Effectiveness of a school-based physical activity injury prevention program

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Objective: To study the effects of a school-based injury prevention program on physical activity injury incidence and severity. Design: Cluster randomized controlled trial performed from January 1, 2006, through July 31, 2007. Setting: Forty Dutch primary schools. Participants: Atotal of 2210 children (aged 10-12 years). Intervention: Schools were randomized to receive either the regular curriculum or an intervention program that targeted physical activity injuries. Outcome Measures: Incidence and severity of physical activity injuries per 1000 hours of physical activity participation. Results: A total of 100 injuries in the intervention group and 104 injuries in the control group were registered. Non-response at baseline or follow-up was minimal (8.7%). The Cox regression analyses adjusted for clustering showed a small nonsignificant intervention effect on total (HR,0.81; 95% confidence interval [CI], 0.41-1.59), sports club (0.69; 0.28-1.68), and leisure time injuries (0.75; 0.36-1.55).However, physical activity appeared to be an effect modifier. In those who were less physically active, the intervention had a larger effect. The intervention reduced the total and leisure time injury incidence (HR, 0.47; 95% CI, 0.21-1.06; and 0.43; 0.16-1.14; respectively). Sports club injury incidence was significantly reduced (HR, 0.23; 95% CI, 0.07-0.75). Conclusion: We found a substantial and relevant reduction in physical activity injuries, especially in children in the low active group, because of the intervention. This school-based injury prevention program is promising, but future large-scale research is needed. ©2010 American Medical Association. All rights reserved.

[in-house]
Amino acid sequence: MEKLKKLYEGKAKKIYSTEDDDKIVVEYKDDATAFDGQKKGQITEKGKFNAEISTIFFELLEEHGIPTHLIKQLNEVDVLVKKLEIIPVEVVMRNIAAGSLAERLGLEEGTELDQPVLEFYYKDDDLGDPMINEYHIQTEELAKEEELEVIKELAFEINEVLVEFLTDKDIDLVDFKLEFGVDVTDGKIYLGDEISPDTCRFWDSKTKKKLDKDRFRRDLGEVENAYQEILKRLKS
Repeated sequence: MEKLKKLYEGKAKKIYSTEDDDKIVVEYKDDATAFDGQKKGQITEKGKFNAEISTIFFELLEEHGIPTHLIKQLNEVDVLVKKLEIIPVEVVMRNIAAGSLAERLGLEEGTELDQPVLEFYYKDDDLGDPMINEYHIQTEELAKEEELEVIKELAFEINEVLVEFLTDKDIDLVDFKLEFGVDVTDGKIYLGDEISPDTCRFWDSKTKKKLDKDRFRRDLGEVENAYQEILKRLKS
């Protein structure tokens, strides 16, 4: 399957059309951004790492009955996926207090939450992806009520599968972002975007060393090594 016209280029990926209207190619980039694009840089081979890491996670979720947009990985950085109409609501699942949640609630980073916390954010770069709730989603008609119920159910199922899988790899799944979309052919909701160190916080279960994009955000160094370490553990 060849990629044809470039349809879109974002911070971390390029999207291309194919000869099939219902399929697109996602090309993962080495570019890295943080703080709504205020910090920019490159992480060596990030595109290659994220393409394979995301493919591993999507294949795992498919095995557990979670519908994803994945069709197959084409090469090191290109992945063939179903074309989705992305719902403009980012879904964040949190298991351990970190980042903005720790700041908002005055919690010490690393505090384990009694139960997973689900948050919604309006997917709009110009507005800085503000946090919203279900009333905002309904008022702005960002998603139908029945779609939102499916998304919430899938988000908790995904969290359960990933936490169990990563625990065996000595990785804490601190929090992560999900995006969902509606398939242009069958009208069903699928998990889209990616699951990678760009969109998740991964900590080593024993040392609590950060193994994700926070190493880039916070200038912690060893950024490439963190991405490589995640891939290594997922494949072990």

Original languageEnglish
Pages (from-to)145-150
JournalArchives of Pediatrics and Adolescent Medicine
Issue number2
Publication statusPublished - 2010

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